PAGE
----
- Wash Them Off: Another tip is to gently wash your bananas after they arrive home from the store. An easy way to do this is to dilute 1 tablespoon of apple cider vinegar in one cup of water. Dip a paper towel or clean cloth in the solution and gently wipe the exterior of each banana to hopefully whisk away fruit fly larvae.
- Use Them Up: Of course, if your fruit fly problem is getting to be more than you can bear, it might be best to use up all of your bananas in one go. Consider making a healthy smoothie or banana bread. Once they’re gone, you can consider any of these other tips before you try bringing a fresh bunch of bananas back home.
- Buy Only What You Need: Last but not least, we recommend you only buy the number of bananas you actually need. Most of us get a little ambitious when it comes to buying food at the grocery store. Buying excess produce can be especially troublesome as pesky fruit flies love to get their digs in overripe fruit. So do yourself a favor and only purchase enough bananas to get you by.
What Can I Use For Banana Flies?
So you’ve learned the tips and tricks for keeping fruit flies from entering your house, but what about the swarms of fruit flies that already exist? Don’t worry, we’ve got recommendations for that too. Check out these methods for killing the fruit flies currently invading your space:
Hide It All
Though fruit flies love banana peels, they also seem to have a special place in their heart for cleaning supplies. Yes, your wet mop, old dish scrub, and rugged dishcloths all spell trouble when it comes to fruit flies. Because of this, you’ll either need to find a place to store all of your wet cleaning supplies after using them, or you’ll need to find a way to dry your equipment before putting it up.
Clean It Up
No, we’re not calling your house dirty, but we all know that countertops and drains can fall by the wayside when you’re busy. During fruit fly season, try to be extra diligent about keeping surfaces and drains clean. Anything sticky, sweet, or sour-smelling can be appealing to fruit flies.
Apple Cider Vinegar Jar Method
To use the apple cider vinegar method to kill fruit flies, place 1-2 inches of cider vinegar into a jar. Cover the jar with plastic wrap and place a tight-fitting rubber band around the neck. Using a toothpick, gently poke small holes in the plastic to allow the fruit flies to get in. Be careful not to make the holes too big. Otherwise, the fruit flies will be able to get back out.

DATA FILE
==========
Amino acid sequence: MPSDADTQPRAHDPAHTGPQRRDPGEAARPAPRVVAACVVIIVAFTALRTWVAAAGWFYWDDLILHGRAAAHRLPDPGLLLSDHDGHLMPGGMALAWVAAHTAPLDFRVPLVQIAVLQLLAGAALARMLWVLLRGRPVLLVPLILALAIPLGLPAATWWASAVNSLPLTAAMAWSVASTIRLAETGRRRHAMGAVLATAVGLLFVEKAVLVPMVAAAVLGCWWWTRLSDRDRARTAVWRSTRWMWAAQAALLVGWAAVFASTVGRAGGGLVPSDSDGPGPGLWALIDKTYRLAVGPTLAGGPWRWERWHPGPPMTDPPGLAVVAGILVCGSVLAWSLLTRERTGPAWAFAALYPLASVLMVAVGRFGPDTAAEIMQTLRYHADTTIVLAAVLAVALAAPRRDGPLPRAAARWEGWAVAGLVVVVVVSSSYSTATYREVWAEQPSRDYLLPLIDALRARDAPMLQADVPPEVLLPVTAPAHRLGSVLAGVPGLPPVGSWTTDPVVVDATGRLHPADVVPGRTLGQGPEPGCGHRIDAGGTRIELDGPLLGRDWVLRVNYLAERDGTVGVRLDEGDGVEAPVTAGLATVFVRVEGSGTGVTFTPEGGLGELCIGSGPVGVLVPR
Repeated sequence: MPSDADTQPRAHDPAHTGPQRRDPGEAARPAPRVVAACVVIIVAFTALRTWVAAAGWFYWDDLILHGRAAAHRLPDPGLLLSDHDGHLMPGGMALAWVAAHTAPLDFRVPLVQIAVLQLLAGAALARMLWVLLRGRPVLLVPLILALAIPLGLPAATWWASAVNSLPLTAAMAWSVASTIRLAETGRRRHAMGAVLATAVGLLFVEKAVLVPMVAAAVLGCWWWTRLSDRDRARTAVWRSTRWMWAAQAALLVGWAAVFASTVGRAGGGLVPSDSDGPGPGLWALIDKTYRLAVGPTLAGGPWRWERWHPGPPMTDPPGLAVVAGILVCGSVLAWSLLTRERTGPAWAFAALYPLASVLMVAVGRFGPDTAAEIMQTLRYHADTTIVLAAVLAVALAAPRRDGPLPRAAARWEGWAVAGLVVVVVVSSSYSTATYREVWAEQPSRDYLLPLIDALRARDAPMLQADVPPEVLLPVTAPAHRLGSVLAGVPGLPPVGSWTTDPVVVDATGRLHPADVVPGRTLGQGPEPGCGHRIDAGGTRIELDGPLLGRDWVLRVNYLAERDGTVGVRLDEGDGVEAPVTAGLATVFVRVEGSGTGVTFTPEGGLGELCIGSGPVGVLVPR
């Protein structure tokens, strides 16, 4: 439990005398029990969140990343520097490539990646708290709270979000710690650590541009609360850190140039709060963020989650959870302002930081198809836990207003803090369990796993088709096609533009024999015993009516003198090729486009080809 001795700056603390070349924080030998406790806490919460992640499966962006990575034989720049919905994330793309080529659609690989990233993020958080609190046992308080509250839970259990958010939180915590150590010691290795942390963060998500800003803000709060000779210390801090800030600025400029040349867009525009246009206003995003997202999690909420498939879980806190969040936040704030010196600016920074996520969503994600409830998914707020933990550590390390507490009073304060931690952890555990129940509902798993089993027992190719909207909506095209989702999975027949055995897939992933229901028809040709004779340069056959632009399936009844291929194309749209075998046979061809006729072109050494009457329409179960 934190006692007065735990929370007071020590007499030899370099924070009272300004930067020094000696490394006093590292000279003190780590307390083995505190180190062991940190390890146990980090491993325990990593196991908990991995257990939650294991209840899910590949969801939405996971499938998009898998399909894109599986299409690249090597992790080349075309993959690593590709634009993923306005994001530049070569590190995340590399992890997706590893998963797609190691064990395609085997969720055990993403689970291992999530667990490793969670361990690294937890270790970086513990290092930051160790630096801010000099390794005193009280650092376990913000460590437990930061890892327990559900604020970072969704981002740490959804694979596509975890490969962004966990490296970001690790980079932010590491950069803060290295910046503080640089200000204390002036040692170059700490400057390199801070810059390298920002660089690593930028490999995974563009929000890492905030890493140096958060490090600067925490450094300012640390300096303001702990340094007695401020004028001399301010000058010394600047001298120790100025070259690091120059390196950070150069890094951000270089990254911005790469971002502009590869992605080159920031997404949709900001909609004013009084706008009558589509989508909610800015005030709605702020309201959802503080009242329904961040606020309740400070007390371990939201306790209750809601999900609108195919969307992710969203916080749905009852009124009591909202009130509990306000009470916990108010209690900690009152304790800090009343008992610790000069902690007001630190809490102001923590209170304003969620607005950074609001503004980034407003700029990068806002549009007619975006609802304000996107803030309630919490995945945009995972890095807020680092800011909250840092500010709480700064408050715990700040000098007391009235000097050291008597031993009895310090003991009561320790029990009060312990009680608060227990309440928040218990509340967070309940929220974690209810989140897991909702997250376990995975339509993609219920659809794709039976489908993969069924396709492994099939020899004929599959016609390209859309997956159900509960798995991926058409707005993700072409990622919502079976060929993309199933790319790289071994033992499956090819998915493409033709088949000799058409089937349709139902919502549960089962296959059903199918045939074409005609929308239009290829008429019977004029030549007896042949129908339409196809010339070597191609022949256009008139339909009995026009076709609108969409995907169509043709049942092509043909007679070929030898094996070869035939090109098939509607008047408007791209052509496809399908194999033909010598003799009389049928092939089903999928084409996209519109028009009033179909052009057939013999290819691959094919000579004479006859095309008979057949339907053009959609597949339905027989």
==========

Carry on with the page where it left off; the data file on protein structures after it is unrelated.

The point of this apple cider vinegar trap method is to attract fruit flies into the jar but make it impossible for them to get back out.
Dish Soap Method
Another very effective alternative method is to simply fill a shallow bowl with 1 cup of cider vinegar and a few drops of dish soap. Do not mix. Sit the bowl out in the open, but also in a place where it can’t be accessed by children or pets.
The fruit flies will become attracted to the scent of the vinegar. But the dish soap will work to trap them in the solution.
This method is tried and true; trust us, it works!
How to Keep Fruit Flies Away From Bananas: It Isn’t So Hard After All!
Though fruit flies can be a nuisance, the truth is that keeping them away from your bananas isn’t hard once you know what to do. Try the methods mentioned in this post to give yourself a much-needed break from these pesky insects.
And don’t forget to try the apple cider vinegar methods for existing infestations!
Fruit flies usually lay eggs on the outside of a banana, rather than on the inside. If there are small cracks within the banana skin, it is possible for fruit flies to enter.
Yes, washing banana skins can help prevent fruit fly larvae from entering your home.
Use a food tent or refrigerator to keep fruit flies at bay in warm weather.
Try using a covered fruit bowl or storing the fruit bowl in the fridge until you’ve gotten the situation under control.